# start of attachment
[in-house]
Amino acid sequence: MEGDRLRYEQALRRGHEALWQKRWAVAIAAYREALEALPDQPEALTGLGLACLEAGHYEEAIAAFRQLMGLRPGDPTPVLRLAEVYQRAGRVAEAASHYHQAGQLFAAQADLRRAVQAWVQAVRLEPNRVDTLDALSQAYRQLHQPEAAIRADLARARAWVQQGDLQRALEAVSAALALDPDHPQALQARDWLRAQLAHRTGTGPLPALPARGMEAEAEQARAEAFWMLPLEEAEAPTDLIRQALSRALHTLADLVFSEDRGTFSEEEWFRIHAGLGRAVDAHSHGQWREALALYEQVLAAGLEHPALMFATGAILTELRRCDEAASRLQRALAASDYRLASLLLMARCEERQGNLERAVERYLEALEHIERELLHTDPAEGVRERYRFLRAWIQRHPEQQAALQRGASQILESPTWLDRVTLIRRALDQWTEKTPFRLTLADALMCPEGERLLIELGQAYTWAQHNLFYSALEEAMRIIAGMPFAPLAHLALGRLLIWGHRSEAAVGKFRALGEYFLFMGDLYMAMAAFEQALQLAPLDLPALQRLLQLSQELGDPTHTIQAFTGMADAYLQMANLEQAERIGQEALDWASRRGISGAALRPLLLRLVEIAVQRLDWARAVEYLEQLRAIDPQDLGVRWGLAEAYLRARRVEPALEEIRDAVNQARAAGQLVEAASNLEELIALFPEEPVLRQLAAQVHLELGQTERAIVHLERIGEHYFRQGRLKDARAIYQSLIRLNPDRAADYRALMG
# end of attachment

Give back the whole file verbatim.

[in-house]
Amino acid sequence: MEGDRLRYEQALRRGHEALWQKRWAVAIAAYREALEALPDQPEALTGLGLACLEAGHYEEAIAAFRQLMGLRPGDPTPVLRLAEVYQRAGRVAEAASHYHQAGQLFAAQADLRRAVQAWVQAVRLEPNRVDTLDALSQAYRQLHQPEAAIRADLARARAWVQQGDLQRALEAVSAALALDPDHPQALQARDWLRAQLAHRTGTGPLPALPARGMEAEAEQARAEAFWMLPLEEAEAPTDLIRQALSRALHTLADLVFSEDRGTFSEEEWFRIHAGLGRAVDAHSHGQWREALALYEQVLAAGLEHPALMFATGAILTELRRCDEAASRLQRALAASDYRLASLLLMARCEERQGNLERAVERYLEALEHIERELLHTDPAEGVRERYRFLRAWIQRHPEQQAALQRGASQILESPTWLDRVTLIRRALDQWTEKTPFRLTLADALMCPEGERLLIELGQAYTWAQHNLFYSALEEAMRIIAGMPFAPLAHLALGRLLIWGHRSEAAVGKFRALGEYFLFMGDLYMAMAAFEQALQLAPLDLPALQRLLQLSQELGDPTHTIQAFTGMADAYLQMANLEQAERIGQEALDWASRRGISGAALRPLLLRLVEIAVQRLDWARAVEYLEQLRAIDPQDLGVRWGLAEAYLRARRVEPALEEIRDAVNQARAAGQLVEAASNLEELIALFPEEPVLRQLAAQVHLELGQTERAIVHLERIGEHYFRQGRLKDARAIYQSLIRLNPDRAADYRALMG